12 October 2020: Articles
Mistake in diagnosis, Unusual or unexpected effect of treatment, Diagnostic / therapeutic accidents, Unexpected drug reaction , Rare disease, Educational Purpose (only if useful for a systematic review or synthesis)Ruyi Zou1BDE, Min Wu1ACF*, Jianzhong Guan1BCG
Am J Case Rep 2020; 21:e924889
BACKGROUND: Bipolar dislocation of the clavicle is a rare disease that is often associated with some high-energy injuries. It refers to concomitant dislocation of the ipsilateral acromioclavicular joint and sternoclavicular joint. Because of its rarity, the diagnosis of bipolar dislocation of the clavicle is often difficult. Additionally, few reports are available on its treatment. Here, we describe a case of bipolar dislocation of the clavicle in which a secondary operation was needed because of a missed diagnosis. However, after surgery for bipolar dislocation of the clavicle, the clavicle shaft had a fracture that required reoperation.
CASE REPORT: A 58-year-old woman presented at our hospital with left shoulder pain. The patient had a history of sternoclavicular joint (SCJ) reconstruction and had a plate for left SCJ dislocation inserted 1 month ago at another hospital. Plain radiography images revealed that the left acromioclavicular joint (ACJ) was dislocated. We performed ACJ reconstruction with a hook plate. However, 4 weeks after the operation, the patient fell and visited to our hospital with left shoulder pain again. Plain radiography images revealed a left clavicle shaft fracture. We removed the plates from both ends of the clavicle and performed an open reduction and internal fixation using the long clavicular plate for clavicle shaft fracture.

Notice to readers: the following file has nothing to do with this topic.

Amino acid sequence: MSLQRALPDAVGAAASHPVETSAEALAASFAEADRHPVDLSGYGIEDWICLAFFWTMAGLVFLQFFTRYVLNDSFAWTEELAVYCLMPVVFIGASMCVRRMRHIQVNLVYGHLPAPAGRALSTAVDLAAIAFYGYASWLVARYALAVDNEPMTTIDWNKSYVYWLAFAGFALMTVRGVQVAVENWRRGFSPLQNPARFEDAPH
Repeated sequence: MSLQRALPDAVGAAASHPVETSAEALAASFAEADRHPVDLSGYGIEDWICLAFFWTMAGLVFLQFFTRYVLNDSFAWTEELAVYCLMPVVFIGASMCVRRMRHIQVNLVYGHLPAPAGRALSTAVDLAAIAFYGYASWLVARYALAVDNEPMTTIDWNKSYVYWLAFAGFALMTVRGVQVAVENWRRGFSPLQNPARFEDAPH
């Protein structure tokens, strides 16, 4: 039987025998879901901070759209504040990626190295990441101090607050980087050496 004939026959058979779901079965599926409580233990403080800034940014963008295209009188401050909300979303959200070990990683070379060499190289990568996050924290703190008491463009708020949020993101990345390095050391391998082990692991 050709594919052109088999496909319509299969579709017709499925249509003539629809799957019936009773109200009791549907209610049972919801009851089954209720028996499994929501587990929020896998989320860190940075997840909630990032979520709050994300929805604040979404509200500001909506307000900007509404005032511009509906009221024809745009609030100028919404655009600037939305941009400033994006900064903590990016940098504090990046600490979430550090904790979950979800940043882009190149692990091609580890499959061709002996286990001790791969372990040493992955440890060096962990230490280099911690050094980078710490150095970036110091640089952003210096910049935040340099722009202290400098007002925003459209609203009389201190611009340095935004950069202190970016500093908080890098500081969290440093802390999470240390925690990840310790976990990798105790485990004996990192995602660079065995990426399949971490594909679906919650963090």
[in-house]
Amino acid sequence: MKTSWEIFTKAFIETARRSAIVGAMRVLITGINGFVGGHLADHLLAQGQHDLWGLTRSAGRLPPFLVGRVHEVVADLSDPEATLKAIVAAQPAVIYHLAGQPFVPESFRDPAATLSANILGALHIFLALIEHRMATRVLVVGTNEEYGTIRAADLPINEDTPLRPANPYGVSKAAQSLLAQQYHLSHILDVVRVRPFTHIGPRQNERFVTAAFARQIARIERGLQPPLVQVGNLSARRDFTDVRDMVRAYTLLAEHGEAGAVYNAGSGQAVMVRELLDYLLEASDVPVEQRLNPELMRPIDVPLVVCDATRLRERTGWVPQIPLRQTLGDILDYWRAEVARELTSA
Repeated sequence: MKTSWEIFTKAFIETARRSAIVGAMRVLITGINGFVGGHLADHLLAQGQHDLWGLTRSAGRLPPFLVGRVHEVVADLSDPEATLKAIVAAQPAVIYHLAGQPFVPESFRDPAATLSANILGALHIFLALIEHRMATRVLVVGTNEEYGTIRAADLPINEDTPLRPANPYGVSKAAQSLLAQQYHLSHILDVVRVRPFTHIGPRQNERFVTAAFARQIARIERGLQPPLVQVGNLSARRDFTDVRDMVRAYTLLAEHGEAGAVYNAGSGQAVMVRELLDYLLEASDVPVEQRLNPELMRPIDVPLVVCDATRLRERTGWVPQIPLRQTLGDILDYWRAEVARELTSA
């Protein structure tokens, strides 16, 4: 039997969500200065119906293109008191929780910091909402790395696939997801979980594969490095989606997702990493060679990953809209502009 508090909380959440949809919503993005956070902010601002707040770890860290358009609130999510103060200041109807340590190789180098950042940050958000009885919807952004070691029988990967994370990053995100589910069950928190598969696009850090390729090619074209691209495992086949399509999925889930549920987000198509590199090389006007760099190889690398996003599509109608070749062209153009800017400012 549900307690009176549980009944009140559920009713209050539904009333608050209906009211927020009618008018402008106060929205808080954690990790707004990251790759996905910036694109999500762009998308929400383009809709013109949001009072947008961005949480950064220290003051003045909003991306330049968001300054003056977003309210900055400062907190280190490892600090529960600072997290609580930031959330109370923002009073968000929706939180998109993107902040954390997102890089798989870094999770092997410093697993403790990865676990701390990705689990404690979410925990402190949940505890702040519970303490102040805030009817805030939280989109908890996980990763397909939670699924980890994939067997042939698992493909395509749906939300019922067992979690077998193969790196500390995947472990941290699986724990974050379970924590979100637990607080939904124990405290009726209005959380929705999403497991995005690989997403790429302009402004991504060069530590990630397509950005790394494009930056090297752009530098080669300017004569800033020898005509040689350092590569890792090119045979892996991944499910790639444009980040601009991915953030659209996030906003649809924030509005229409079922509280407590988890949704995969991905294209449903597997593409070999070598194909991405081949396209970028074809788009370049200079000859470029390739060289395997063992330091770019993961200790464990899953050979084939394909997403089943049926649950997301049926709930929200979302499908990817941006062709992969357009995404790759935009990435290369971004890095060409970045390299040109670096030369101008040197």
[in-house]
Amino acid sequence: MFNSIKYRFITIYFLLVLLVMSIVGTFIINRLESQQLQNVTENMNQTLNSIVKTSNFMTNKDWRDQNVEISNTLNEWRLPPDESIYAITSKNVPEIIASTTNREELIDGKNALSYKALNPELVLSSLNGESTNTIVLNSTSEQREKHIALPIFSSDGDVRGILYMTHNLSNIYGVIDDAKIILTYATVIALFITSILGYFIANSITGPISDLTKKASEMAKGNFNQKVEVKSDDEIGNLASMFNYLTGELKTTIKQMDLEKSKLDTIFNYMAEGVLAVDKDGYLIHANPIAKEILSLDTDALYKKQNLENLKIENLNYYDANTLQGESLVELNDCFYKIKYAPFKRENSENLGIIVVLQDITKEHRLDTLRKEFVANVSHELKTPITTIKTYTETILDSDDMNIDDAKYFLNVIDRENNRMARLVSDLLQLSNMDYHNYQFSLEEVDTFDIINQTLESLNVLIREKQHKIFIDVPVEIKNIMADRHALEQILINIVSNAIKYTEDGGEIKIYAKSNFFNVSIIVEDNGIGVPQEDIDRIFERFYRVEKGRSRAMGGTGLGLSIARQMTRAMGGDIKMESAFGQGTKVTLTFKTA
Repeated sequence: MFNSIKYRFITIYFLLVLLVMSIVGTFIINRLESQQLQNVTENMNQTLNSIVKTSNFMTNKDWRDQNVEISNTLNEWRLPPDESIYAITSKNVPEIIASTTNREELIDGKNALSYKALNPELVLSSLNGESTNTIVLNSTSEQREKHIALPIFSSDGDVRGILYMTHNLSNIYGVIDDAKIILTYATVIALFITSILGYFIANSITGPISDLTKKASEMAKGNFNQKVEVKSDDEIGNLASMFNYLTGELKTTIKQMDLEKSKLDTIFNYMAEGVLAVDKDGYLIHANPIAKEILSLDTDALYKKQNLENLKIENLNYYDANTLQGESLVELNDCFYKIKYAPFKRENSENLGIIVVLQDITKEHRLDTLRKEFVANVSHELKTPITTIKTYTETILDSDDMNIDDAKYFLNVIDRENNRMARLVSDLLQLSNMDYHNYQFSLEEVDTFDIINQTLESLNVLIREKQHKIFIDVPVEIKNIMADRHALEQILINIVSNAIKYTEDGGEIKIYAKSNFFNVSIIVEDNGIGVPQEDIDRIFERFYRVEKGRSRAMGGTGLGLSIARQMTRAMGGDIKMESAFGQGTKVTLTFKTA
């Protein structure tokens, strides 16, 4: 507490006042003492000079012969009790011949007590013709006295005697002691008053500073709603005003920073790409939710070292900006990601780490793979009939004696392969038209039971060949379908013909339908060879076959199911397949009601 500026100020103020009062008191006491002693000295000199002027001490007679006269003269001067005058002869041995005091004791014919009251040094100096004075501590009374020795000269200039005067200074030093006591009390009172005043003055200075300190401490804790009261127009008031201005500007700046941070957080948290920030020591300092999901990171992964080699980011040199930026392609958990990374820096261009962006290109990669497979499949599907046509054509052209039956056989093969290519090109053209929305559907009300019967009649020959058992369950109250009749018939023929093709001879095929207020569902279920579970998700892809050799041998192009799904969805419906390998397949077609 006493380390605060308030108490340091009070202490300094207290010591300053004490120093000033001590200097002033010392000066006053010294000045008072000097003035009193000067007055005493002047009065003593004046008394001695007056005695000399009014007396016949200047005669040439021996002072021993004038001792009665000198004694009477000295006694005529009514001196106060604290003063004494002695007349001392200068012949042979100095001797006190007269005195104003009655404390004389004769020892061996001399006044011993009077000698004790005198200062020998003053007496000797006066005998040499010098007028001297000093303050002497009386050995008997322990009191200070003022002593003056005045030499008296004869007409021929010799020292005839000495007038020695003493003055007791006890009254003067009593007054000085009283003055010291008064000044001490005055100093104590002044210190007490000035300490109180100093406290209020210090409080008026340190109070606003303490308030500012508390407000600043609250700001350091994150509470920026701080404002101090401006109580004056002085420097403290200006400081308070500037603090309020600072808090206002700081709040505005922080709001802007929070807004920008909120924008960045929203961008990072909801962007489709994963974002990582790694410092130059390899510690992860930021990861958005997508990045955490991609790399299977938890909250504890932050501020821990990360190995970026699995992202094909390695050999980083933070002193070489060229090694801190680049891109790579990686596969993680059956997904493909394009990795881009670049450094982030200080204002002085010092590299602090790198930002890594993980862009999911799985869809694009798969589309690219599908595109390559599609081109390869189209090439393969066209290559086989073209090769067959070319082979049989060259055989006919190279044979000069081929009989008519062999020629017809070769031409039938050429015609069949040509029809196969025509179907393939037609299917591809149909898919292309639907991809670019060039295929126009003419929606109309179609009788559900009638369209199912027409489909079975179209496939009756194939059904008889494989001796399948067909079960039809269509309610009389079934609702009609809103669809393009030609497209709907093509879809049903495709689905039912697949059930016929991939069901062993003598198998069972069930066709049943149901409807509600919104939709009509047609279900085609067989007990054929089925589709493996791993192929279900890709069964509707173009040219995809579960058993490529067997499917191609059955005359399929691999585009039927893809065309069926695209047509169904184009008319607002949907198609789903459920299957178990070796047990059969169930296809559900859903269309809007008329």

CONCLUSIONS: Bipolar dislocation of the clavicle is frequently missed at the first diagnostic imaging examination; therefore, careful attention is required when SCJ or ACJ dislocation is observed. This case suggested that clavicle shaft fracture can occur after reconstruction of the SCJ and ACJ for bipolar dislocation of the clavicle. We conducted a literature review of this related case, highlighting the treatment of such cases.
Keywords: Bipolar Disorder, Clavicle, Fracture Fixation, Acromioclavicular Joint, Fractures, Bone, Joint Dislocations, Middle Aged, Treatment Outcome
Traumatic sternoclavicular joint (SCJ) dislocation is rare in clinical practice and it is even rarer to have acromioclavicular joint (ACJ) combine with SCJ dislocation. As early as 1831, Porral  first combined ACJ dislocation with SCJ dislocation, which was called bipolar dislocation of the clavicle. Beckman  reported a case in 1924. Because of the limited number of reported cases, the diagnosis, treatment, and prognosis of bipolar dislocation of the clavicle have not been well documented. Some authors [3,4] pointed out that surgical treatment is needed for young or middle-aged patients, and conservative treatment is given to some elderly patients or patients with low quality-of-life prospects. In this paper, we report a case of bipolar dislocation of the clavicle in which a secondary operation was needed because of missed diagnosis; the clavicle shaft later fractured and the patient had surgery again. During the 11-month follow-up, the patient’s shoulder function improved considerably.
A 58-year-old woman was injured in the left shoulder by a heavy object falling from a height. She visited a local hospital with complaints of swelling and pain in the proximal clavicle. She was diagnosed with dislocation of the left SCJ (Figure 1) and underwent plate fixation of the SCJ. After the operation, the patient complained of pain in the lateral side of the left shoulder, and there was still difficulty in lifting the shoulder. One month after the operation, there was a bulge in the left ACJ, which could touch the mass. The X-ray showed the left ACJ dislocation (type V injury, Rockwood classification) (Figure 2). For further treatment, she turned to our hospital, where she was treated with hook plating of the left ACJ and reconstruction of the coracoclavicular ligament with wire rivets. A postoperative radiography image showed that the SCJ and the ACJ were reduced (Figure 3). The patient’s pain was significantly relieved.